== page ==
Low Profile Integrated GPS and Cellular Antenna


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Virginia Tech


In recent years, the rapid decrease in size of personal communication devices has lead to the need for more compact antennas. At the same time, expansion of wireless systems has increased the applications for multi-functional antennas that operate over broad frequency bands or multiple independent bands. The civilian GPS system is quickly becoming the standard for personal and commercial navigation and position location. The difficulty with GPS is that there is no return link. That is, a GPS terminal determines its position, but that position is known only to the terminal user. A return link enables positional information derived from GPS to be communicated to a remote location. This is especially desirable for unmanned terminals. The next wide scale technology area for GPS is the integration of a GPS receiver with some type of wireless service to provide communication of the GPS - derived position as well as messaging. One of the most popular uses for this service is tracking of mobile cargo.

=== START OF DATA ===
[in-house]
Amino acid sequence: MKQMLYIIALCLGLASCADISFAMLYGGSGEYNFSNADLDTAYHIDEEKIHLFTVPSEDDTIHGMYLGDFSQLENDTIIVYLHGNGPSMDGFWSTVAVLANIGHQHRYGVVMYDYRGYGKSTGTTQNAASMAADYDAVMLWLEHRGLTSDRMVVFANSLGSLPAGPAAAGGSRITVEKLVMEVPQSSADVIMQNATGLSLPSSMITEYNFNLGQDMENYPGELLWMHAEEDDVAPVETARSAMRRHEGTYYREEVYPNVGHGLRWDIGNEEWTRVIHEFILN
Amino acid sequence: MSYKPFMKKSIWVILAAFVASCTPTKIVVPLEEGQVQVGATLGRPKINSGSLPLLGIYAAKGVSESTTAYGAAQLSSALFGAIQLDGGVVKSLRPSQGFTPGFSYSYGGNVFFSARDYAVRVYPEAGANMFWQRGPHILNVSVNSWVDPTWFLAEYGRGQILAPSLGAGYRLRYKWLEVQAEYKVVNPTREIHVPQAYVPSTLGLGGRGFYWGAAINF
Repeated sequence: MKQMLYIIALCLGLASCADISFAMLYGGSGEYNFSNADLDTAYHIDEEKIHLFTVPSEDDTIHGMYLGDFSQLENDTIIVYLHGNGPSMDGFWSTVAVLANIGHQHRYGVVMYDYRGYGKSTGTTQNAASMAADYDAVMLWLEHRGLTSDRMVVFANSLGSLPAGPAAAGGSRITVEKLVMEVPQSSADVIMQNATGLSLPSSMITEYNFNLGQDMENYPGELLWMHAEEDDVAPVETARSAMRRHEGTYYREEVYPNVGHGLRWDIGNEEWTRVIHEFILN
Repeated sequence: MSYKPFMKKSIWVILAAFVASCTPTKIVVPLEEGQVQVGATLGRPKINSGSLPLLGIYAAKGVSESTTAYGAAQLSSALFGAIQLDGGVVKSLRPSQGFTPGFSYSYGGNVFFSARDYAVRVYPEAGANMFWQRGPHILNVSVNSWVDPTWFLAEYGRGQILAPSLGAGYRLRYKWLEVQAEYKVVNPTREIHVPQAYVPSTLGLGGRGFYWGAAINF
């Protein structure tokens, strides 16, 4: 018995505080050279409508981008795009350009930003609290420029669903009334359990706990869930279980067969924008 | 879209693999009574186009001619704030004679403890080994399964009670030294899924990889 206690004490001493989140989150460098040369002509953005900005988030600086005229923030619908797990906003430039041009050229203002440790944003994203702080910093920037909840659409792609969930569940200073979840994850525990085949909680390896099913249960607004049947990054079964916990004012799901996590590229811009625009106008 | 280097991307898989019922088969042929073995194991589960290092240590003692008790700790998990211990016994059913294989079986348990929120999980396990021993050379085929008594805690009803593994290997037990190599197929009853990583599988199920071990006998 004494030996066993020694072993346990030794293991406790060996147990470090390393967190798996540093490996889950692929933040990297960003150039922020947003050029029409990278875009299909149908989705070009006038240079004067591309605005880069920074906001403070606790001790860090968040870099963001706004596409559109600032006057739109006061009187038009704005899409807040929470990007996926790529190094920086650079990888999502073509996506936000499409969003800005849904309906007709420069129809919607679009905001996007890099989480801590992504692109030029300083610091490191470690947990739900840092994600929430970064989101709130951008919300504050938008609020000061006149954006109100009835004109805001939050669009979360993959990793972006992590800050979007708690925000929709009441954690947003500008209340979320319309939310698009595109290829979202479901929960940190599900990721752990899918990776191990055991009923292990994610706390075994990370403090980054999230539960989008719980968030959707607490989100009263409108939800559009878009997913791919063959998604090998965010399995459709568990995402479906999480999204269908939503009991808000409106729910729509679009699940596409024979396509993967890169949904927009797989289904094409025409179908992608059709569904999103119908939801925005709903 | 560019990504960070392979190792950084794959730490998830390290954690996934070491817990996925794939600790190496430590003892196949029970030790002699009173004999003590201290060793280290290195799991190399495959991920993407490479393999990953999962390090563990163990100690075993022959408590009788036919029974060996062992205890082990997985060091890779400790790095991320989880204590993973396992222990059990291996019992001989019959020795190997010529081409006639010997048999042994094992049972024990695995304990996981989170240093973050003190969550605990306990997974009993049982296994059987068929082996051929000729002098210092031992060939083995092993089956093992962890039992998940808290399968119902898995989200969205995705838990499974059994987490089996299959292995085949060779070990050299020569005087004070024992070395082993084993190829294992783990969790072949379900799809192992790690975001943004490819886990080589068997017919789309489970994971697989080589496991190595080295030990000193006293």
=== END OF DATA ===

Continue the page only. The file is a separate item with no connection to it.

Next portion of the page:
This paper presents a design for a compact, low-profile antenna that operates at both the conventional cellular telephone band of 824 to 894 MHz and the civilian GPS L1 frequency of 1575 MHz. The combined antenna unit has a lateral diameter of less than 4 inches (10 cm) and its height is less than 2 inches (5 cm). The integrated unit is a hybrid design of two collocated antennas that operate at the two different bands. The planar inverted F antenna, PIFA, meets the specifications which are required in a reduced size environment. The PIFA is capable of achieving a bandwidth of 8% in the cellular band. The GPS portion of the hybrid unit consists of a dielectrically loaded patch located in a "piggyback" configuration on top of the top PIFA element.

Computer simulation and design were performed using a combination of IE3D, a 2.5 dimensional commercial moment method code, and Fidelity, a commercial full 3D finite difference time domain code. Results will be presented from these calculations along with measurements on prototype antennas using both the Virginia Tech outdoor antenna range and the Virginia Tech near-field antenna range.



Cellular, GPS, Antennas